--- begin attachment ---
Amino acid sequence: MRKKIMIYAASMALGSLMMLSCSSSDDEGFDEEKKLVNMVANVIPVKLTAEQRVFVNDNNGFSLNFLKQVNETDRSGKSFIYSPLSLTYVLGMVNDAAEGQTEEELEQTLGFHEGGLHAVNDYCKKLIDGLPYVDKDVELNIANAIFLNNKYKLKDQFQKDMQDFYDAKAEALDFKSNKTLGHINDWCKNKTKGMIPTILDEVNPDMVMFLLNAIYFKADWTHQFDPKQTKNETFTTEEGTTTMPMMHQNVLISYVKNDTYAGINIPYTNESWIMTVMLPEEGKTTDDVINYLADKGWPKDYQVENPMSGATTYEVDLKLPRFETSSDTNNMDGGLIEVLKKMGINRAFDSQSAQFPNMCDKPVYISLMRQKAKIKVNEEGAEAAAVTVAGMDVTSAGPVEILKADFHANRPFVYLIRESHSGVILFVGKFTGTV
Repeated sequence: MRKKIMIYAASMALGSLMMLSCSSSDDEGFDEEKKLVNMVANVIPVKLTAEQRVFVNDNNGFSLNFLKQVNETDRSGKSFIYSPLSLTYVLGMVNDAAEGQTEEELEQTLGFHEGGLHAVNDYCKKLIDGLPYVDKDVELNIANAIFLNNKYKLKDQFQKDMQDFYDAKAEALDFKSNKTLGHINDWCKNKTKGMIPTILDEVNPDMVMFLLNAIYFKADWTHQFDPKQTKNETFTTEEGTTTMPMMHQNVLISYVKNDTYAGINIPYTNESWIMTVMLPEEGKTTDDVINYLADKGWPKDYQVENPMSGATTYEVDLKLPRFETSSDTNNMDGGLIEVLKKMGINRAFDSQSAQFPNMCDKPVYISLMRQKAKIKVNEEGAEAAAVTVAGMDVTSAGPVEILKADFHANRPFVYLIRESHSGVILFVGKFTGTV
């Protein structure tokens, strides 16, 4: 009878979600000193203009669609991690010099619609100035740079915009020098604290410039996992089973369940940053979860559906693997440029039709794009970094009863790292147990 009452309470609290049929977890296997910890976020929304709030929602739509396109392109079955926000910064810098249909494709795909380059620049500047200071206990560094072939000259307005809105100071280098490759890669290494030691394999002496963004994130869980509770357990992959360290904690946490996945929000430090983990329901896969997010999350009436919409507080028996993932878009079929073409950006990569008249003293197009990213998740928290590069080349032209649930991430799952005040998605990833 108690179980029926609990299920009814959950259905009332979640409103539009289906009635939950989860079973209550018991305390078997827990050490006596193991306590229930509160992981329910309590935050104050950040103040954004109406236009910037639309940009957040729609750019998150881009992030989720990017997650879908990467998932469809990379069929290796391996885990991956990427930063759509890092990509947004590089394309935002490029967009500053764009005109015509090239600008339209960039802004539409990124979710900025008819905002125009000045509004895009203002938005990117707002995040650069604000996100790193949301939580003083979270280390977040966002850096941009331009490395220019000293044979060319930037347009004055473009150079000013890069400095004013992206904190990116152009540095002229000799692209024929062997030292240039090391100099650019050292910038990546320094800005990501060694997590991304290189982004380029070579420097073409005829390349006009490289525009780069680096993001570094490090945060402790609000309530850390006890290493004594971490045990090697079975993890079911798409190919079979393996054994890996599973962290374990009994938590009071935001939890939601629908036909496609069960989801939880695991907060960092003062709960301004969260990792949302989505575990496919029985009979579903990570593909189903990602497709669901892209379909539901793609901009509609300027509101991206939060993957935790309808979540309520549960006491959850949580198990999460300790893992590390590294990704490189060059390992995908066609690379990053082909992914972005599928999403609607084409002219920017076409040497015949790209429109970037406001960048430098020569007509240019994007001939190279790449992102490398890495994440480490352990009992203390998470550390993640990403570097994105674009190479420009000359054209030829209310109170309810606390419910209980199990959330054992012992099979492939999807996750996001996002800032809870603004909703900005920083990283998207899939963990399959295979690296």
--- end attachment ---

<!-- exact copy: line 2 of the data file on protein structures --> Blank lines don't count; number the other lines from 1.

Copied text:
Repeated sequence: MRKKIMIYAASMALGSLMMLSCSSSDDEGFDEEKKLVNMVANVIPVKLTAEQRVFVNDNNGFSLNFLKQVNETDRSGKSFIYSPLSLTYVLGMVNDAAEGQTEEELEQTLGFHEGGLHAVNDYCKKLIDGLPYVDKDVELNIANAIFLNNKYKLKDQFQKDMQDFYDAKAEALDFKSNKTLGHINDWCKNKTKGMIPTILDEVNPDMVMFLLNAIYFKADWTHQFDPKQTKNETFTTEEGTTTMPMMHQNVLISYVKNDTYAGINIPYTNESWIMTVMLPEEGKTTDDVINYLADKGWPKDYQVENPMSGATTYEVDLKLPRFETSSDTNNMDGGLIEVLKKMGINRAFDSQSAQFPNMCDKPVYISLMRQKAKIKVNEEGAEAAAVTVAGMDVTSAGPVEILKADFHANRPFVYLIRESHSGVILFVGKFTGTV